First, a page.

By Selen Tonkus and Ovunc Kutlu
The overturning by a U.S. court on Monday not to to seize a tanker off the coast of Texas carrying disputed Kurdish oil could pave the way for oil from the northern Iraqi autonomous region to be sold without the approval of Baghdad, signifying a major U.S. policy shift in favor of the Kurdistan Regional Government (KRG) say energy analysts.
The United Kalavrvta tanker is anchored 60 miles off the U.S. coast with 1 million barrels of crude oil worth around $100 million, while the legal dispute between the Iraqi government in Baghdad and KRG in northern Iraq is settled.
“I believe that the U.S. market will open up to Kurdish oil,” said Marina Ottaway, a Middle East expert at Wilson Center, a Washington-based think tank.
“I suggest you watch what happens with the tanker stationed off the Moroccan coast,” she said. “If it is finally unloaded, it would be a pretty good indication that the tide has turned.”
The first tanker, United Leadership, out of seven containing the Kurdish oil, has been waiting off the coast of Morocco for the last two months, since Baghdad claimed KRG was trying to sell the oil without its approval, while KRG said the oil belong to people of Iraq according to the constitution.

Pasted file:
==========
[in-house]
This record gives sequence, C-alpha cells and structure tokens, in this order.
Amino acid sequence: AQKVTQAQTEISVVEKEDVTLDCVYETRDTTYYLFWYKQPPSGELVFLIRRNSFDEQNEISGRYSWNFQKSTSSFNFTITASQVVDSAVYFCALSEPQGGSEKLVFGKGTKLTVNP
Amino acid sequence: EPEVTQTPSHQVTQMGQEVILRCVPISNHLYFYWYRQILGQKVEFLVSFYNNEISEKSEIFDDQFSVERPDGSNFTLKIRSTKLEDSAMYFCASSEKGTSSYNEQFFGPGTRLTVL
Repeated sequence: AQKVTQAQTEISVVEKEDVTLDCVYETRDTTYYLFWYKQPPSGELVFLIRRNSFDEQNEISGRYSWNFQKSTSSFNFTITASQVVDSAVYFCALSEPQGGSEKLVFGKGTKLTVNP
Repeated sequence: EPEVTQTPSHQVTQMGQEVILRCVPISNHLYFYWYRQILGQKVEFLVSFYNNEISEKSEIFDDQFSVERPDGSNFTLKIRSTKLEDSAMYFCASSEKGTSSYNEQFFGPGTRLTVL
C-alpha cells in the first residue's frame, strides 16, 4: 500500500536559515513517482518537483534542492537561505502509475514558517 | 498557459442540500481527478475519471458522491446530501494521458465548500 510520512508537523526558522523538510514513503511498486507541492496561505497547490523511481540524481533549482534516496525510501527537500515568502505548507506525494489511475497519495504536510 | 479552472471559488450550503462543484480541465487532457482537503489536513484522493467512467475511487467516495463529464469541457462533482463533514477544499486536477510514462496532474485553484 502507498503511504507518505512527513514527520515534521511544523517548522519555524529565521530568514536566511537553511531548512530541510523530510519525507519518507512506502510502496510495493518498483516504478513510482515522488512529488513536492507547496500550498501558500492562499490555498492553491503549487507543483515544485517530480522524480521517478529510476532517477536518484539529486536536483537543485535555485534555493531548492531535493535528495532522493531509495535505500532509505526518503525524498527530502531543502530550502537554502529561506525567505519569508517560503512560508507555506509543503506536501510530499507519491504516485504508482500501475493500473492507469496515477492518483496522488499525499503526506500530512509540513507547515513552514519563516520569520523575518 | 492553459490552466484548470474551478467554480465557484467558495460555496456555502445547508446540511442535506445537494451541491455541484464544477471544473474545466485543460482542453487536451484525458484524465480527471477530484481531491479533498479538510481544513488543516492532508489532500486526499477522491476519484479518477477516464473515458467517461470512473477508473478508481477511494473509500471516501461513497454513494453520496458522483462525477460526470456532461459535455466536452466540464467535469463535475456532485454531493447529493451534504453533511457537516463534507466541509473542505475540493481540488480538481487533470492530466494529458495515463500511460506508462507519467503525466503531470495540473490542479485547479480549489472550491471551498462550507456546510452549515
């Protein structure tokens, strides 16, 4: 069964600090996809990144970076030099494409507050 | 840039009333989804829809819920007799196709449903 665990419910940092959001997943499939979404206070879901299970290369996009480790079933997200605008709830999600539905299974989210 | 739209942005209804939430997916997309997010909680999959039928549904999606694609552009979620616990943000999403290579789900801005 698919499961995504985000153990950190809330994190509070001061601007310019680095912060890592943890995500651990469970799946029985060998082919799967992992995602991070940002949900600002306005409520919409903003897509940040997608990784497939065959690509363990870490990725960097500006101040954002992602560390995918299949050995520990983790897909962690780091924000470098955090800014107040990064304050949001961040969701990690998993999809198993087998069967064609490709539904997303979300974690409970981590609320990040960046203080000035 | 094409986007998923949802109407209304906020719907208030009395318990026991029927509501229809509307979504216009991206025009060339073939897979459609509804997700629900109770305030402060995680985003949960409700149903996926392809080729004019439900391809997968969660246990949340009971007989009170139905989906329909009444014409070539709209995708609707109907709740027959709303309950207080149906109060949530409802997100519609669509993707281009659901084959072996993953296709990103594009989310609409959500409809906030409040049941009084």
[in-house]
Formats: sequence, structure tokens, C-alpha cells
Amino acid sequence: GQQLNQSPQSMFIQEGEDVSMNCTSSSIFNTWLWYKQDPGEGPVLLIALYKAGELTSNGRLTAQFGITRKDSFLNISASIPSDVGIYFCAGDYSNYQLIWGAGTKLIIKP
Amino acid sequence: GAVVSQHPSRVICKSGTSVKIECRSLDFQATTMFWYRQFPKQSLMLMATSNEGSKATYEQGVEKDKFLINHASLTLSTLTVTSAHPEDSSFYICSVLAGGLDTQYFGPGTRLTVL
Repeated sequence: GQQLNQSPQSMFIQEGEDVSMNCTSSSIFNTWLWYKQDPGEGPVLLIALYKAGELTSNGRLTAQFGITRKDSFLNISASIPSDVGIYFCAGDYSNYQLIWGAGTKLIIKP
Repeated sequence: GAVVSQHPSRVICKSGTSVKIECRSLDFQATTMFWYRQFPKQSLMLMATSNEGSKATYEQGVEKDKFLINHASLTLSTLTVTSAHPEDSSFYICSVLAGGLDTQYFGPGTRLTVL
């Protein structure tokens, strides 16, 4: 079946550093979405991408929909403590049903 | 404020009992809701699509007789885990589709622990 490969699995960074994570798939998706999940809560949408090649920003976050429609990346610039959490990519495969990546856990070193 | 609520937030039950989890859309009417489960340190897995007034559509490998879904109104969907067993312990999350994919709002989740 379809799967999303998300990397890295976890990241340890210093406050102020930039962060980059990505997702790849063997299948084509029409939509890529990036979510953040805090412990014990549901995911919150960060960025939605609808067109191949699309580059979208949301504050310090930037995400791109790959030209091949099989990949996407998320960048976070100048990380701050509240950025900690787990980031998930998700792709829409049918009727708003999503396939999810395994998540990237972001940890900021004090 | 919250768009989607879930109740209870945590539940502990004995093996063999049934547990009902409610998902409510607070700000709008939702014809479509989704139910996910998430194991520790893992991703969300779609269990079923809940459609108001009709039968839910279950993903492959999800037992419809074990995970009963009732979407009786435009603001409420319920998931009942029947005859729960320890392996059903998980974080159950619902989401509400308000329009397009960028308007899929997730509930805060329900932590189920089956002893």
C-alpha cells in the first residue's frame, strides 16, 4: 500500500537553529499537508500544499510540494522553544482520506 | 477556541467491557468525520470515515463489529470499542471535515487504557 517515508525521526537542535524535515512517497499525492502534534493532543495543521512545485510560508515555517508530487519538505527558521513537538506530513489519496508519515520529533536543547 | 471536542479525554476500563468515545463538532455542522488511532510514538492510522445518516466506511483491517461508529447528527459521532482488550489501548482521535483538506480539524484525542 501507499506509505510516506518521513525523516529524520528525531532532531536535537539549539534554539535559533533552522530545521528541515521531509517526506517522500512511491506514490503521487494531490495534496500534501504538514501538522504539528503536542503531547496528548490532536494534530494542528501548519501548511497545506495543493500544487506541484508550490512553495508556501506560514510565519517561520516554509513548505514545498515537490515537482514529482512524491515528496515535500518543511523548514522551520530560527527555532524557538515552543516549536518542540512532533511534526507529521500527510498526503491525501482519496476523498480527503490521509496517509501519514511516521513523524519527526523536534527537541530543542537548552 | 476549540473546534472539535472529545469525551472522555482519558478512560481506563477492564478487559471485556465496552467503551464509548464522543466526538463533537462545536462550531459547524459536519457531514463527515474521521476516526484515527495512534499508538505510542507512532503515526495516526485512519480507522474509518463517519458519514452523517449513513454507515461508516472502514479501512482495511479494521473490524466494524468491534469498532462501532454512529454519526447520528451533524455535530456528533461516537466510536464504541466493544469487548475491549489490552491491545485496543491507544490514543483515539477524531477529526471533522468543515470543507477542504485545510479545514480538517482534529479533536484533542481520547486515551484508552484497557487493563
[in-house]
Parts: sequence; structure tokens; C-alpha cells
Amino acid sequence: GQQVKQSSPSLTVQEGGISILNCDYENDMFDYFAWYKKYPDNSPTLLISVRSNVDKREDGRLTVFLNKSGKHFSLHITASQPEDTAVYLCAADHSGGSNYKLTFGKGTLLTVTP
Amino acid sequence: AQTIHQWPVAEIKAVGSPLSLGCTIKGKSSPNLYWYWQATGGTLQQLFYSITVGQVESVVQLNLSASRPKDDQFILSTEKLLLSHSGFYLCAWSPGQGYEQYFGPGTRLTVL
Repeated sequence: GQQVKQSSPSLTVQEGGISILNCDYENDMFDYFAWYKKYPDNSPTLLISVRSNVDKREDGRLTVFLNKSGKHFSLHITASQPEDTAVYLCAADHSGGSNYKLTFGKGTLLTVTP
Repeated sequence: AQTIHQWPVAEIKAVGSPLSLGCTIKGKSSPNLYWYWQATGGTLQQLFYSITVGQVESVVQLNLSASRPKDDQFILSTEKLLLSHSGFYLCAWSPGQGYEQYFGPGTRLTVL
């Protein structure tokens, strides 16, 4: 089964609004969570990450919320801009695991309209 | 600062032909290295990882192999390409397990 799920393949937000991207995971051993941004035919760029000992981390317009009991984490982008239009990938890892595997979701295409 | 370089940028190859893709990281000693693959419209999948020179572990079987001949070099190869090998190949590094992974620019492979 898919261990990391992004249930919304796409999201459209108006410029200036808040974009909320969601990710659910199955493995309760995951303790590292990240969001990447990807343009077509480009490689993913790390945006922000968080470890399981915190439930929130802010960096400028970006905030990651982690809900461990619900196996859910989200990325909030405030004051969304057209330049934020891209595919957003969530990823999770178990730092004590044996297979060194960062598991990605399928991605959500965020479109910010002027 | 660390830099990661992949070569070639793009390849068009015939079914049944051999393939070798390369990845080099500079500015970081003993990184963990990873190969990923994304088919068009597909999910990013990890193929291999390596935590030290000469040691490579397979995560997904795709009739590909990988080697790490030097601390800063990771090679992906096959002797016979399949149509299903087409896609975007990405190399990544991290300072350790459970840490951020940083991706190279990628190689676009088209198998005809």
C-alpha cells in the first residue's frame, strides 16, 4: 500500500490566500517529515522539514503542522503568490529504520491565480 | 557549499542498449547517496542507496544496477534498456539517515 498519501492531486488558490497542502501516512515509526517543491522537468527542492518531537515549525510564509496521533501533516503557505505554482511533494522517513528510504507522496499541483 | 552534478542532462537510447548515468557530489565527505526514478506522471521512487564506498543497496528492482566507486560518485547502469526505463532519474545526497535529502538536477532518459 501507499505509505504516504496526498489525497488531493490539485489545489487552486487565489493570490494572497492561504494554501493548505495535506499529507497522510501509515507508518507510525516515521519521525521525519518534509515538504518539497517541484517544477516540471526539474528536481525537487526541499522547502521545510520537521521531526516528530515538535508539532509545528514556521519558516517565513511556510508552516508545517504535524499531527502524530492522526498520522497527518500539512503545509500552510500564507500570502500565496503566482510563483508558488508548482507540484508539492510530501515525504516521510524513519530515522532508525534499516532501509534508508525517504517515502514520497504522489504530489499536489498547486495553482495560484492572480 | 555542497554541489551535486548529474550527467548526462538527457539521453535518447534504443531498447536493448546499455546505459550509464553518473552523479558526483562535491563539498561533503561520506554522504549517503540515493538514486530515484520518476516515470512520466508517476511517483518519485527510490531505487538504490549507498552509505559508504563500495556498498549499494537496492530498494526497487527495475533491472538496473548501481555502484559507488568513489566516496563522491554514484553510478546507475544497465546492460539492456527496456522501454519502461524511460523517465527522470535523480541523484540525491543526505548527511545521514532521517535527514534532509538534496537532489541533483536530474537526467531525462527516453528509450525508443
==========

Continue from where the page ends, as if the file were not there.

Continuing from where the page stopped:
The decision not to seize the tanker shows Washington is now more lenient towards the export of Kurdish oil, after stating its concerns numerous times in the last few months that KRG's oil exports, without the approval of Baghdad, would lead to the break up of Iraq as a country.
“The allowance of KRG crude into the US market sends a powerful signal to Baghdad,” said Paul Wihbey, president of Washington-based Global Water and Energy Strategy Team.
“If the court continued to block Kurdish crude imports, that would politically damage the Obama Administration when it is trying to overcome its miscalculations on ISIS and the Maliki government,” he said.
Kurds continue to protect the oil-rich northern Iraqi city of Kirkuk from IS militants.
KRG remains strong while the Iraqi military has failed to stop IS. U.S. court decision might give KRG the chance to strengthen its economy by selling its oil directly into the world market.
However, this is a little premature to conclude, according to Michael J. Stepek, an energy law specialist in Akin Gump, an international law firm, who says the case is not fully over yet for Iraq.
Baghdad has ten days after the decision to appeal to a higher court, said Stepek.
“The appeal can be made on different issues,” said Dr. Denise Natali, a Senior Research Fellow, at the Center for Strategic Research of the Institute for National Strategic Studies in Washington, DC. “I would imagine that the legal contentions continue as the KRG seeks outlet for its sales."